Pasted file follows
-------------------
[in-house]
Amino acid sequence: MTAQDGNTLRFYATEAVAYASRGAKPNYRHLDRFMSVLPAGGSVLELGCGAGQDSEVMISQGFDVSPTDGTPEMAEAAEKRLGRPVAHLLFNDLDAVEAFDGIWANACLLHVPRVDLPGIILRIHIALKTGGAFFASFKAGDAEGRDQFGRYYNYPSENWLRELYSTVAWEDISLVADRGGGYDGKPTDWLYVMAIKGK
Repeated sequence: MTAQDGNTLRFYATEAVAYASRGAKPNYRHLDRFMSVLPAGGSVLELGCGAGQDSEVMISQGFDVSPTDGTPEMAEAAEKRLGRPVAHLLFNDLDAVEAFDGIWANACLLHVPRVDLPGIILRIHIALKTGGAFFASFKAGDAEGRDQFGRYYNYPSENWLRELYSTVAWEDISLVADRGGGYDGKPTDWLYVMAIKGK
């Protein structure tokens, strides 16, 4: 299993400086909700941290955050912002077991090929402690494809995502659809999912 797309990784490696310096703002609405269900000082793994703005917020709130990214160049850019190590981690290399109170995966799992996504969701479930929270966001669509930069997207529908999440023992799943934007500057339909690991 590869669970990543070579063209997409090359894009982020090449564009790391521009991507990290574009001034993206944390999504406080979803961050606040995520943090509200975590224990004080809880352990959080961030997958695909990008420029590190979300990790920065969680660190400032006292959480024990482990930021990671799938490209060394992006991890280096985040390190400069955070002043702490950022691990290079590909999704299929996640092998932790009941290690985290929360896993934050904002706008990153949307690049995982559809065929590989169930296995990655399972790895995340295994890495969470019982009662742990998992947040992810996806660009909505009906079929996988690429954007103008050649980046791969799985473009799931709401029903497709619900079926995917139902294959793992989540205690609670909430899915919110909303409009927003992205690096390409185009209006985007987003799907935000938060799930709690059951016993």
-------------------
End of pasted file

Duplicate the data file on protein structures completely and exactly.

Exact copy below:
[in-house]
Amino acid sequence: MTAQDGNTLRFYATEAVAYASRGAKPNYRHLDRFMSVLPAGGSVLELGCGAGQDSEVMISQGFDVSPTDGTPEMAEAAEKRLGRPVAHLLFNDLDAVEAFDGIWANACLLHVPRVDLPGIILRIHIALKTGGAFFASFKAGDAEGRDQFGRYYNYPSENWLRELYSTVAWEDISLVADRGGGYDGKPTDWLYVMAIKGK
Repeated sequence: MTAQDGNTLRFYATEAVAYASRGAKPNYRHLDRFMSVLPAGGSVLELGCGAGQDSEVMISQGFDVSPTDGTPEMAEAAEKRLGRPVAHLLFNDLDAVEAFDGIWANACLLHVPRVDLPGIILRIHIALKTGGAFFASFKAGDAEGRDQFGRYYNYPSENWLRELYSTVAWEDISLVADRGGGYDGKPTDWLYVMAIKGK
């Protein structure tokens, strides 16, 4: 299993400086909700941290955050912002077991090929402690494809995502659809999912 797309990784490696310096703002609405269900000082793994703005917020709130990214160049850019190590981690290399109170995966799992996504969701479930929270966001669509930069997207529908999440023992799943934007500057339909690991 590869669970990543070579063209997409090359894009982020090449564009790391521009991507990290574009001034993206944390999504406080979803961050606040995520943090509200975590224990004080809880352990959080961030997958695909990008420029590190979300990790920065969680660190400032006292959480024990482990930021990671799938490209060394992006991890280096985040390190400069955070002043702490950022691990290079590909999704299929996640092998932790009941290690985290929360896993934050904002706008990153949307690049995982559809065929590989169930296995990655399972790895995340295994890495969470019982009662742990998992947040992810996806660009909505009906079929996988690429954007103008050649980046791969799985473009799931709401029903497709619900079926995917139902294959793992989540205690609670909430899915919110909303409009927003992205690096390409185009209006985007987003799907935000938060799930709690059951016993």